March 31, 2014
I bring this up because one of the points of discussion in our Round 2 panel this year was the idea of teen appeal. And, well, one of my only reservations about this book—which I really enjoyed—had to do with that elusive idea of reader appeal. Is historical fiction a genre with broad appeal among teen readers? As an adult, I loved it, but would I have loved it as a teen? Do boy readers enjoy historical fiction, and will they pick up a book with a female protagonist if it's got plenty of action and grit? These are questions I really can't answer, but the fact that they came up more than once made for an interesting discussion in our group.
As for my personal reaction to this one, I enjoyed it quite a lot more than I thought I would, and I was expecting to like it—I can't help being a fan of the Girl-From-Rough-Origins-Claws-Her-Way-Out-By-Her-Wits-and-Makes-Good scenario. It's a classic setup, no? Josie, the protagonist, has goals and dreams most anyone would relate to: she wants to be free of the burden of her no-good mother and get into college so she can have a better life than the one everyone expects her to sink into on the streets of the Big Easy, New Orleans.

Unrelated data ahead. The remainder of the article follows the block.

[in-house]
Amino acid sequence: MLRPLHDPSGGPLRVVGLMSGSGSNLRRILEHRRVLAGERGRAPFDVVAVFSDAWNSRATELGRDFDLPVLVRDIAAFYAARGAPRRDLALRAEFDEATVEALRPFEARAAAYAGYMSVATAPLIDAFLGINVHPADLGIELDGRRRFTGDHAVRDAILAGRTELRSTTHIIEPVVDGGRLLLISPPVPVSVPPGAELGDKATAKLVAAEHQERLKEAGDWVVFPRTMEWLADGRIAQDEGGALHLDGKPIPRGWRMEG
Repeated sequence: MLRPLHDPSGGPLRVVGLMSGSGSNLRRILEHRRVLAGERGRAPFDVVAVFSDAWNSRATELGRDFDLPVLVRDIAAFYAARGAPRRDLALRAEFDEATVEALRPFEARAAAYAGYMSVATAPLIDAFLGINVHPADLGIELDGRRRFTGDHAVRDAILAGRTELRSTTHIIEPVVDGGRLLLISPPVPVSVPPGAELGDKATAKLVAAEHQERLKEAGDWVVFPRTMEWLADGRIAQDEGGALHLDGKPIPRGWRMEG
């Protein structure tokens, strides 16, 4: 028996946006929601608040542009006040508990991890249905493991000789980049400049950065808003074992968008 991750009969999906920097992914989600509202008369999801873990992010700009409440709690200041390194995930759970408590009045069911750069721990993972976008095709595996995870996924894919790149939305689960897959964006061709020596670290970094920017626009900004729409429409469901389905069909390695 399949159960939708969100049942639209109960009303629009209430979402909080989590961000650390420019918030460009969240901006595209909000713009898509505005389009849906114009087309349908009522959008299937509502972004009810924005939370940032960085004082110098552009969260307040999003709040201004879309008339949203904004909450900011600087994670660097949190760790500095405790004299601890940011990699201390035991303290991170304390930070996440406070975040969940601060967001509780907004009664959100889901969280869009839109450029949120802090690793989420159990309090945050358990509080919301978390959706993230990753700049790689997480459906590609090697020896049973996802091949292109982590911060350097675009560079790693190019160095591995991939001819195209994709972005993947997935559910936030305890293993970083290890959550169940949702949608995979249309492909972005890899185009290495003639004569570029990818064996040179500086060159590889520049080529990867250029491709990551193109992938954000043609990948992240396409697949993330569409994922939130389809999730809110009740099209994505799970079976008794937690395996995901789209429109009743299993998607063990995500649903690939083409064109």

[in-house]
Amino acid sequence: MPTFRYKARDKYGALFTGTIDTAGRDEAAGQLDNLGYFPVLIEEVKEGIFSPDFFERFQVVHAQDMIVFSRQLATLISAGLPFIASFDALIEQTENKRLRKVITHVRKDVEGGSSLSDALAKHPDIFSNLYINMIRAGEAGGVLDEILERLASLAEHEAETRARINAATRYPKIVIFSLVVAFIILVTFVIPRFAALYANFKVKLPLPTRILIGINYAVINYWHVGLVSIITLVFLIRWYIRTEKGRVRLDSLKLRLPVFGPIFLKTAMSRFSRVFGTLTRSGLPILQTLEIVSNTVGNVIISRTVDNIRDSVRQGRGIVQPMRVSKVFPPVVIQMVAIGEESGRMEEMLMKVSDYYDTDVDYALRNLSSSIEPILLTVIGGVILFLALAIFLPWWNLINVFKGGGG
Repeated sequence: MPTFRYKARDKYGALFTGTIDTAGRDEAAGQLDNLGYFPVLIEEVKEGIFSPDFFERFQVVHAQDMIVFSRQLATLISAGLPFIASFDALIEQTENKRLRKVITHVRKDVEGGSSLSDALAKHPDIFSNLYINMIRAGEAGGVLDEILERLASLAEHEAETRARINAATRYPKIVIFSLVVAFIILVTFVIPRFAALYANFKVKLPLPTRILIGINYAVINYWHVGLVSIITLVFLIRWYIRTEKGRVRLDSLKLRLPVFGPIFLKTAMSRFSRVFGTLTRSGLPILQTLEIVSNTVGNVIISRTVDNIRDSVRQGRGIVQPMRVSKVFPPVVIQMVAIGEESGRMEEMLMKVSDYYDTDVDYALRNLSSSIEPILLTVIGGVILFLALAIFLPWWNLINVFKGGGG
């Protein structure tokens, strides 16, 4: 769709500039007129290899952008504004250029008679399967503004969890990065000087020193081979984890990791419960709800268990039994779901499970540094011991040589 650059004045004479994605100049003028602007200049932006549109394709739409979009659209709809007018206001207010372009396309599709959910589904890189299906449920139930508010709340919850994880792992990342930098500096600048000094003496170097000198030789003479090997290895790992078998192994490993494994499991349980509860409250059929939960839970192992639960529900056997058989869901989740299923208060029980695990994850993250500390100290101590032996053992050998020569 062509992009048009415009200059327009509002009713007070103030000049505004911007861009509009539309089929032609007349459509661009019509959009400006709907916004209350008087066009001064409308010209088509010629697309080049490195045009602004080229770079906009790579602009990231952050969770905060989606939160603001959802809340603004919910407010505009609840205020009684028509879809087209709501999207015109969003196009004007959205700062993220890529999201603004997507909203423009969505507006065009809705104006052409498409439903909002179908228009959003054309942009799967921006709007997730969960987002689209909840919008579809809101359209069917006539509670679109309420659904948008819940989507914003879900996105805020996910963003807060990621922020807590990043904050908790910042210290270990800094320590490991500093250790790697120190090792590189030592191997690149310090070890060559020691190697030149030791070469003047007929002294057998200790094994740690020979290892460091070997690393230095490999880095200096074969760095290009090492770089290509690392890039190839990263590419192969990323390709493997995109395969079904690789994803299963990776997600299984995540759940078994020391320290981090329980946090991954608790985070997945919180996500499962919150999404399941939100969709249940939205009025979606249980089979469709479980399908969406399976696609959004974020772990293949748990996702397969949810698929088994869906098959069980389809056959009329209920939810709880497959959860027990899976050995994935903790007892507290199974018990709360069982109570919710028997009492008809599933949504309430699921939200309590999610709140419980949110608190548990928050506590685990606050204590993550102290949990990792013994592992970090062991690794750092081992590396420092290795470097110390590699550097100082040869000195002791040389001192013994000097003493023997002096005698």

It's 1950, and the French Quarter is rife with proto-greasers (like potential love interest Jesse), prostitutes with hearts of gold (yeah, I know; but they are GREAT characters), and seedy criminals, one of whom is seeing Josie's mother. Her mother, a prostitute who seems to have NO heart, skips town and lands Josie in the thick of things, even though all Josie wants is to earn her way in the bookstore where she works and eventually get the hell out of there. The mystery and suspense of Josie's increasingly tense situation are well drawn, as she is forced into deeper involvement with a murder investigation.
The characters are colorful and dynamic in this one—whether some of them are a bit exaggerated is a matter of opinion, but I thought it worked well for the style of the story. The good characters are not only likeable, but lovably flawed, while the baddies are truly icky. Because of the clarity of the writing, I was able to focus on the characters' voices and the building suspense—I would describe the writing as unpretentious, and that was a very positive thing. Ultimately, Josie has to make some realistically difficult decisions in order to put her goals and her personal life back in order. The ending did feel a bit rushed in this regard—loose ends get tied up very quickly—but overall, this was a really enjoyable read.
You can find Out of the Easy by Ruta Sepetys online, or at an independent bookstore near you!